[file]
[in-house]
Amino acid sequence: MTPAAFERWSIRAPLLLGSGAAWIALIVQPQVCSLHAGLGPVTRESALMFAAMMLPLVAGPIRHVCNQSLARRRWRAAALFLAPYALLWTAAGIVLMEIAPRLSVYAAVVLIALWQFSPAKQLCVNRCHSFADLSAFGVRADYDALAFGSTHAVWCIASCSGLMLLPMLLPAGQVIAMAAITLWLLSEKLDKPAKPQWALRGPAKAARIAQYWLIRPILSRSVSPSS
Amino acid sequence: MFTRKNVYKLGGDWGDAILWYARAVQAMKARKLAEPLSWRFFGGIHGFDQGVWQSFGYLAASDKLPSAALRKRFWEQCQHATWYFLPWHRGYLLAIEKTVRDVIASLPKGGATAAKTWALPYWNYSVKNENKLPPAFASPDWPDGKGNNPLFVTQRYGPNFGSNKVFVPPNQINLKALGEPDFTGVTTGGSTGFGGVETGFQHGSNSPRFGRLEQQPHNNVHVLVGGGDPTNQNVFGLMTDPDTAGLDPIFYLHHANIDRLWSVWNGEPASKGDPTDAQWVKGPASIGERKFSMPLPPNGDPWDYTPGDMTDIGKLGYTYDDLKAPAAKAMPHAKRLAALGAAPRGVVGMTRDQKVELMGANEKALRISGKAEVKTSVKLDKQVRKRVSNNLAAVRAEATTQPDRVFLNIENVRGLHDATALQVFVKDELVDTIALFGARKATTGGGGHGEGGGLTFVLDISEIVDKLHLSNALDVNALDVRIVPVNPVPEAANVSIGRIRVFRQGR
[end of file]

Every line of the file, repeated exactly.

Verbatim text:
[in-house]
Amino acid sequence: MTPAAFERWSIRAPLLLGSGAAWIALIVQPQVCSLHAGLGPVTRESALMFAAMMLPLVAGPIRHVCNQSLARRRWRAAALFLAPYALLWTAAGIVLMEIAPRLSVYAAVVLIALWQFSPAKQLCVNRCHSFADLSAFGVRADYDALAFGSTHAVWCIASCSGLMLLPMLLPAGQVIAMAAITLWLLSEKLDKPAKPQWALRGPAKAARIAQYWLIRPILSRSVSPSS
Amino acid sequence: MFTRKNVYKLGGDWGDAILWYARAVQAMKARKLAEPLSWRFFGGIHGFDQGVWQSFGYLAASDKLPSAALRKRFWEQCQHATWYFLPWHRGYLLAIEKTVRDVIASLPKGGATAAKTWALPYWNYSVKNENKLPPAFASPDWPDGKGNNPLFVTQRYGPNFGSNKVFVPPNQINLKALGEPDFTGVTTGGSTGFGGVETGFQHGSNSPRFGRLEQQPHNNVHVLVGGGDPTNQNVFGLMTDPDTAGLDPIFYLHHANIDRLWSVWNGEPASKGDPTDAQWVKGPASIGERKFSMPLPPNGDPWDYTPGDMTDIGKLGYTYDDLKAPAAKAMPHAKRLAALGAAPRGVVGMTRDQKVELMGANEKALRISGKAEVKTSVKLDKQVRKRVSNNLAAVRAEATTQPDRVFLNIENVRGLHDATALQVFVKDELVDTIALFGARKATTGGGGHGEGGGLTFVLDISEIVDKLHLSNALDVNALDVRIVPVNPVPEAANVSIGRIRVFRQGR